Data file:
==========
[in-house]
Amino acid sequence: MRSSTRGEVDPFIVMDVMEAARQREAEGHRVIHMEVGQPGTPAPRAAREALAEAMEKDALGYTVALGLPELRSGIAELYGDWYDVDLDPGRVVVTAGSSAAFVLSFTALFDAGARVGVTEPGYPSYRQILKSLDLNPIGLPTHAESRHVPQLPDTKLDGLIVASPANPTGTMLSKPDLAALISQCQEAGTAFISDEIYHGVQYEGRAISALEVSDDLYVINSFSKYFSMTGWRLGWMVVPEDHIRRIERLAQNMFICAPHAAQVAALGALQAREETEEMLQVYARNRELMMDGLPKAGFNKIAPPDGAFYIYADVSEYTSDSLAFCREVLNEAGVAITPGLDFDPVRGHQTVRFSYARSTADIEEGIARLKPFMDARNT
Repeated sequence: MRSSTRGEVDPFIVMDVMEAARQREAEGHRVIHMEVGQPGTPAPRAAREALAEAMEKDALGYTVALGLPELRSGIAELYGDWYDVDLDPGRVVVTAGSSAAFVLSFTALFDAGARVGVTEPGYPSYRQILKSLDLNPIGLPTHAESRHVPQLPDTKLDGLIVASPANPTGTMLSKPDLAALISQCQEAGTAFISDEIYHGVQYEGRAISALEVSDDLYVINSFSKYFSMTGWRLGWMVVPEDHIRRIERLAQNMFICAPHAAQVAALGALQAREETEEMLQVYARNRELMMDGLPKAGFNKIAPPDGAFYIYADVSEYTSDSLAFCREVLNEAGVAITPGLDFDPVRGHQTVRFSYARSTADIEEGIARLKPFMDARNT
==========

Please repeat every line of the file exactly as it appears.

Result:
[in-house]
Amino acid sequence: MRSSTRGEVDPFIVMDVMEAARQREAEGHRVIHMEVGQPGTPAPRAAREALAEAMEKDALGYTVALGLPELRSGIAELYGDWYDVDLDPGRVVVTAGSSAAFVLSFTALFDAGARVGVTEPGYPSYRQILKSLDLNPIGLPTHAESRHVPQLPDTKLDGLIVASPANPTGTMLSKPDLAALISQCQEAGTAFISDEIYHGVQYEGRAISALEVSDDLYVINSFSKYFSMTGWRLGWMVVPEDHIRRIERLAQNMFICAPHAAQVAALGALQAREETEEMLQVYARNRELMMDGLPKAGFNKIAPPDGAFYIYADVSEYTSDSLAFCREVLNEAGVAITPGLDFDPVRGHQTVRFSYARSTADIEEGIARLKPFMDARNT
Repeated sequence: MRSSTRGEVDPFIVMDVMEAARQREAEGHRVIHMEVGQPGTPAPRAAREALAEAMEKDALGYTVALGLPELRSGIAELYGDWYDVDLDPGRVVVTAGSSAAFVLSFTALFDAGARVGVTEPGYPSYRQILKSLDLNPIGLPTHAESRHVPQLPDTKLDGLIVASPANPTGTMLSKPDLAALISQCQEAGTAFISDEIYHGVQYEGRAISALEVSDDLYVINSFSKYFSMTGWRLGWMVVPEDHIRRIERLAQNMFICAPHAAQVAALGALQAREETEEMLQVYARNRELMMDGLPKAGFNKIAPPDGAFYIYADVSEYTSDSLAFCREVLNEAGVAITPGLDFDPVRGHQTVRFSYARSTADIEEGIARLKPFMDARNT